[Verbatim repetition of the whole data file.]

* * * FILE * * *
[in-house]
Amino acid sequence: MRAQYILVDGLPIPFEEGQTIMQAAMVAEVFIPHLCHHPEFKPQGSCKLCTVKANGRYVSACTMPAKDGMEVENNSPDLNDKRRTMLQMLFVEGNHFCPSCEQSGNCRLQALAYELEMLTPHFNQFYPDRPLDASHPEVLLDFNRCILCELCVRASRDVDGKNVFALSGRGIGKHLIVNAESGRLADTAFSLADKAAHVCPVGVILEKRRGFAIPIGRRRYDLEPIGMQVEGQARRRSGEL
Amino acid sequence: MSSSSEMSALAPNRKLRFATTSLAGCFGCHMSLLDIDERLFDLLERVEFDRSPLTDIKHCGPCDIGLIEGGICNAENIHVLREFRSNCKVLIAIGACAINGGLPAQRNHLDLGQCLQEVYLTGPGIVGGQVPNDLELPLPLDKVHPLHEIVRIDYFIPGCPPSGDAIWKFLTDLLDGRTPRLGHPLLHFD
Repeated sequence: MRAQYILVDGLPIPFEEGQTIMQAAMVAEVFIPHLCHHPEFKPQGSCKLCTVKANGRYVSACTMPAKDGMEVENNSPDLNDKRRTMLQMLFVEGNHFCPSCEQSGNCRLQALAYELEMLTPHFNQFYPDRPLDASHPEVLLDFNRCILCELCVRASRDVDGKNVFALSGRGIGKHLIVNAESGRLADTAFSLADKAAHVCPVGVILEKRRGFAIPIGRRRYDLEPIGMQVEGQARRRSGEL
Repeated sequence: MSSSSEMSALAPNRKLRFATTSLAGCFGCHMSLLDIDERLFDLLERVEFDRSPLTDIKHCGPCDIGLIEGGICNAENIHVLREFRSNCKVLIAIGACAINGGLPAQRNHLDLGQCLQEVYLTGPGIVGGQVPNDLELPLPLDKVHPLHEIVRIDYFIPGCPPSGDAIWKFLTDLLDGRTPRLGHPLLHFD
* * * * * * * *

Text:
[in-house]
Amino acid sequence: MRAQYILVDGLPIPFEEGQTIMQAAMVAEVFIPHLCHHPEFKPQGSCKLCTVKANGRYVSACTMPAKDGMEVENNSPDLNDKRRTMLQMLFVEGNHFCPSCEQSGNCRLQALAYELEMLTPHFNQFYPDRPLDASHPEVLLDFNRCILCELCVRASRDVDGKNVFALSGRGIGKHLIVNAESGRLADTAFSLADKAAHVCPVGVILEKRRGFAIPIGRRRYDLEPIGMQVEGQARRRSGEL
Amino acid sequence: MSSSSEMSALAPNRKLRFATTSLAGCFGCHMSLLDIDERLFDLLERVEFDRSPLTDIKHCGPCDIGLIEGGICNAENIHVLREFRSNCKVLIAIGACAINGGLPAQRNHLDLGQCLQEVYLTGPGIVGGQVPNDLELPLPLDKVHPLHEIVRIDYFIPGCPPSGDAIWKFLTDLLDGRTPRLGHPLLHFD
Repeated sequence: MRAQYILVDGLPIPFEEGQTIMQAAMVAEVFIPHLCHHPEFKPQGSCKLCTVKANGRYVSACTMPAKDGMEVENNSPDLNDKRRTMLQMLFVEGNHFCPSCEQSGNCRLQALAYELEMLTPHFNQFYPDRPLDASHPEVLLDFNRCILCELCVRASRDVDGKNVFALSGRGIGKHLIVNAESGRLADTAFSLADKAAHVCPVGVILEKRRGFAIPIGRRRYDLEPIGMQVEGQARRRSGEL
Repeated sequence: MSSSSEMSALAPNRKLRFATTSLAGCFGCHMSLLDIDERLFDLLERVEFDRSPLTDIKHCGPCDIGLIEGGICNAENIHVLREFRSNCKVLIAIGACAINGGLPAQRNHLDLGQCLQEVYLTGPGIVGGQVPNDLELPLPLDKVHPLHEIVRIDYFIPGCPPSGDAIWKFLTDLLDGRTPRLGHPLLHFD